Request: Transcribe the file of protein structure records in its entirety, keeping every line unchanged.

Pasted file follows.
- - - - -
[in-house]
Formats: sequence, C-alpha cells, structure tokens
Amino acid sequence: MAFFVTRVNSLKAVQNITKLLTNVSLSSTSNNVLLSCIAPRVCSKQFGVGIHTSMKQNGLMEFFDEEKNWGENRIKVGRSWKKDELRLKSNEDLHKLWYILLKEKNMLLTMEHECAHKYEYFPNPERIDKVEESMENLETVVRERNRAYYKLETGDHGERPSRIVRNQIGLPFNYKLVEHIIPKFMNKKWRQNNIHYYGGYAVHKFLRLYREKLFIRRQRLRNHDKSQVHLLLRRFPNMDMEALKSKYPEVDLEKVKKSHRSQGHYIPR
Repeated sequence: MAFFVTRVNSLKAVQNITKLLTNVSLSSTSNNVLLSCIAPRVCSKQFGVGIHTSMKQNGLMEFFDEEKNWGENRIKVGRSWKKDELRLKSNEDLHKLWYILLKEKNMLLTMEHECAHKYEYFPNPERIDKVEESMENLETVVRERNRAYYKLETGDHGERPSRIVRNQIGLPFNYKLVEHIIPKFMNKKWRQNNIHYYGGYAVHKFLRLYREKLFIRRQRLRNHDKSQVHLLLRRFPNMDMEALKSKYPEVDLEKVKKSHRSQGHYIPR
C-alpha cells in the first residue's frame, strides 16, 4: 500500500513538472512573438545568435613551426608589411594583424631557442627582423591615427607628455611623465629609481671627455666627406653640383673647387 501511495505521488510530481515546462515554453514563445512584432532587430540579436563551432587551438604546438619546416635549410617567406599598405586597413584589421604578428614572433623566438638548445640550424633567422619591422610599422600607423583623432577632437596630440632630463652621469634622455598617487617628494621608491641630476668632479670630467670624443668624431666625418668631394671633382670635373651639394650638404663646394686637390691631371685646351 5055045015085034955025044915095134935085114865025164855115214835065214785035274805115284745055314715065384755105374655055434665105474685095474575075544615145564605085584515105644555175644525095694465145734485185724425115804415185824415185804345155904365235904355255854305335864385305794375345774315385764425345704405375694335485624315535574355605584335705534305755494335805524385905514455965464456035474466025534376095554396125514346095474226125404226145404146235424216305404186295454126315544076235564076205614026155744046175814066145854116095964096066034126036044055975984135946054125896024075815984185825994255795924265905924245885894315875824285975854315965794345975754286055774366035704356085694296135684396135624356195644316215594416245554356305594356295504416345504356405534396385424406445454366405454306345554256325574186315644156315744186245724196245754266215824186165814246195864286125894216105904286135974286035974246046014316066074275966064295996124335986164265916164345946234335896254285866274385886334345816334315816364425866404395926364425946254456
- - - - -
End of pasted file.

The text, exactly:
[in-house]
Formats: sequence, C-alpha cells, structure tokens
Amino acid sequence: MAFFVTRVNSLKAVQNITKLLTNVSLSSTSNNVLLSCIAPRVCSKQFGVGIHTSMKQNGLMEFFDEEKNWGENRIKVGRSWKKDELRLKSNEDLHKLWYILLKEKNMLLTMEHECAHKYEYFPNPERIDKVEESMENLETVVRERNRAYYKLETGDHGERPSRIVRNQIGLPFNYKLVEHIIPKFMNKKWRQNNIHYYGGYAVHKFLRLYREKLFIRRQRLRNHDKSQVHLLLRRFPNMDMEALKSKYPEVDLEKVKKSHRSQGHYIPR
Repeated sequence: MAFFVTRVNSLKAVQNITKLLTNVSLSSTSNNVLLSCIAPRVCSKQFGVGIHTSMKQNGLMEFFDEEKNWGENRIKVGRSWKKDELRLKSNEDLHKLWYILLKEKNMLLTMEHECAHKYEYFPNPERIDKVEESMENLETVVRERNRAYYKLETGDHGERPSRIVRNQIGLPFNYKLVEHIIPKFMNKKWRQNNIHYYGGYAVHKFLRLYREKLFIRRQRLRNHDKSQVHLLLRRFPNMDMEALKSKYPEVDLEKVKKSHRSQGHYIPR
C-alpha cells in the first residue's frame, strides 16, 4: 500500500513538472512573438545568435613551426608589411594583424631557442627582423591615427607628455611623465629609481671627455666627406653640383673647387 501511495505521488510530481515546462515554453514563445512584432532587430540579436563551432587551438604546438619546416635549410617567406599598405586597413584589421604578428614572433623566438638548445640550424633567422619591422610599422600607423583623432577632437596630440632630463652621469634622455598617487617628494621608491641630476668632479670630467670624443668624431666625418668631394671633382670635373651639394650638404663646394686637390691631371685646351 5055045015085034955025044915095134935085114865025164855115214835065214785035274805115284745055314715065384755105374655055434665105474685095474575075544615145564605085584515105644555175644525095694465145734485185724425115804415185824415185804345155904365235904355255854305335864385305794375345774315385764425345704405375694335485624315535574355605584335705534305755494335805524385905514455965464456035474466025534376095554396125514346095474226125404226145404146235424216305404186295454126315544076235564076205614026155744046175814066145854116095964096066034126036044055975984135946054125896024075815984185825994255795924265905924245885894315875824285975854315965794345975754286055774366035704356085694296135684396135624356195644316215594416245554356305594356295504416345504356405534396385424406445454366405454306345554256325574186315644156315744186245724196245754266215824186165814246195864286125894216105904286135974286035974246046014316066074275966064295996124335986164265916164345946234335896254285866274385886334345816334315816364425866404395926364425946254456